But let’s say that Mike is a savvy investor and has put more money away in his IUL years before he was set to retire. What will that do to his bottom line?

Scenario 2

SourceAccount BalanceAmountTaxableAmountFederal Tax RateState Tax RateAfter Tax
401(K)IRA$30,000$30,00024%9.3%$20,010
Other$10,000$10,00024%9.3%$6,670
Social Security$30,000$25,55024%9.3%$21,509
Vanguard$0$015%13.30%$0
Vanguard$0$024%9.30%$0
Roth IRA$10,000$0$00%$10,000
IUL$60,000$0$00%$60,000
Total $140,000$65,500$118,189
84%

As we can see, if Mike had put more money into his IUL account earlier, his after-tax income would rise to $118,190, or $12,276 more than he had in the first scenario when he only put $20,000 into his IUL account. This helps increase his after-tax income by 12%. And he only pays 16% of his total income in tax, compared to 24% in the scenario above.

That $12,276 is nothing to sneeze at. Mike could use the extra money to take a nice vacation, remodel part of his home, or provide some college tuition money for any grandchildren he might have. It’s basically free money for Mike, since it would be going for taxes if he had not put the money in a IUL account. This is the biggest benefit of having an IUL policy for retirement savings purposes.

Ed Slott – a renowned tax expert – on tax benefits of IUL policies

Compare quotes of 30+ IUL products

>>MORE: Understanding Indexed Universal Life Insurance – Is It Good for Retirement Savings?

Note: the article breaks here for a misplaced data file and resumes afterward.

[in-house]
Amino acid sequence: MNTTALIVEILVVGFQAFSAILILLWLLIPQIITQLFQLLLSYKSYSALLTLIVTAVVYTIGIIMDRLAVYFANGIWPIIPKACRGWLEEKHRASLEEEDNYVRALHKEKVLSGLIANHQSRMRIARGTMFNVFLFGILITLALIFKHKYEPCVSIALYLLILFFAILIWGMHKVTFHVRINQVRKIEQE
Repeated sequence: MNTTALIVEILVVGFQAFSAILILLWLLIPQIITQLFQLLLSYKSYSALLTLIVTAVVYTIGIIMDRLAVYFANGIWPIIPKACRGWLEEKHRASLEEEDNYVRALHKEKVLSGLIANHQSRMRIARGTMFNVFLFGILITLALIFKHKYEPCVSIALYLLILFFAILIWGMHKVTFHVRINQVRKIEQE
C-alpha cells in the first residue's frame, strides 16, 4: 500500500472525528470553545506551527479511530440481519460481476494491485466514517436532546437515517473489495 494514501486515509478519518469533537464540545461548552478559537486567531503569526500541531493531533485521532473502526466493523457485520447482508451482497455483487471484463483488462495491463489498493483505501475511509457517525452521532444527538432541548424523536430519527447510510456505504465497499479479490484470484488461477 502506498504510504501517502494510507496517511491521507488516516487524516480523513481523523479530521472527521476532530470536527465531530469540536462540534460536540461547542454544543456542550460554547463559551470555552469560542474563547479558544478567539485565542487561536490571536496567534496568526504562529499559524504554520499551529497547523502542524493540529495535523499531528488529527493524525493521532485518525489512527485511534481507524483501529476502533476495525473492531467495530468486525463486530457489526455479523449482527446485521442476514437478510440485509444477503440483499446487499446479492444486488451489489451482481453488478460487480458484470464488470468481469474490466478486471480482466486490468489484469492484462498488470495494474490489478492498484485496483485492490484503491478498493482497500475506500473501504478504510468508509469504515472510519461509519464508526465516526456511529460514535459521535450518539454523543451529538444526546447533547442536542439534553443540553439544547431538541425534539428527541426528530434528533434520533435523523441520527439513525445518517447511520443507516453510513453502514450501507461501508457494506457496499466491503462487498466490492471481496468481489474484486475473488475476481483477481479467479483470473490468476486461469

What is Indexed Universal Life Insurance?

Indexed Universal Life insurance is a permanent life insurance policy with a cash value account attached. Unlike whole life insurance, the cash value account in an IUL policy grows according to an indexed account. 

>>MORE: Compare Whole Life Insurance with Indexed Universal Life Insurance

The indexed account earns interest based on market performance. This is a lower-risk and lower cost type of investment because it reflects the entire market. The entire market is not going to go bankrupt, like individual stocks can. It’s considered low-cost because it’s a passive investment. An index account just follows the market; there’s no need for someone to keep an eye on the stock market and estimate which stocks are selling at a profit.

There are usually caps and floors associated with an index universal life policy. A floor is the least amount of interest you can earn, even if the market actually loses money. Investors will recall the stock market crash of 2008, where the market suffered a 50% loss. However, if you had an IUL policy with a floor set at 2%, 1%, or 0%, you would not have lost money. 

On the other hand, these accounts also come with a cap, which is the most interest you can earn. If the market surges and returns a 30% gain and your cap is set at 12%, you will earn 12%. 

>>MORE: Should I Invest in S&P 500 Index Through a Indexed Universal Life Insurance Policy?

Since IUL is a permanent life insurance policy, it lasts for your entire life. There is a tax-free death benefit available for heirs when the policy holder dies. The main benefit as far as retirement goes is that it makes more of your own money available to you by offering a tax-free disbursement. 

>>MORE: Why is Indexed Universal Life Insurance a Good Option for Retirement Savings?

Last Thoughts

Preparing for retirement can be tricky. You want to maximize the money left in your pocket while minimizing the money you must pay in taxes. There are many solid retirement strategies, but savvy investors should add to their portfolios by investing in a IUL policy. This will offer both a tax-free death benefit and a tax-free cash value account you can enjoy during your golden years.

Ed Slott – a renowned tax expert – on tax benefits of IUL policies

Compare quotes of 30+ IUL products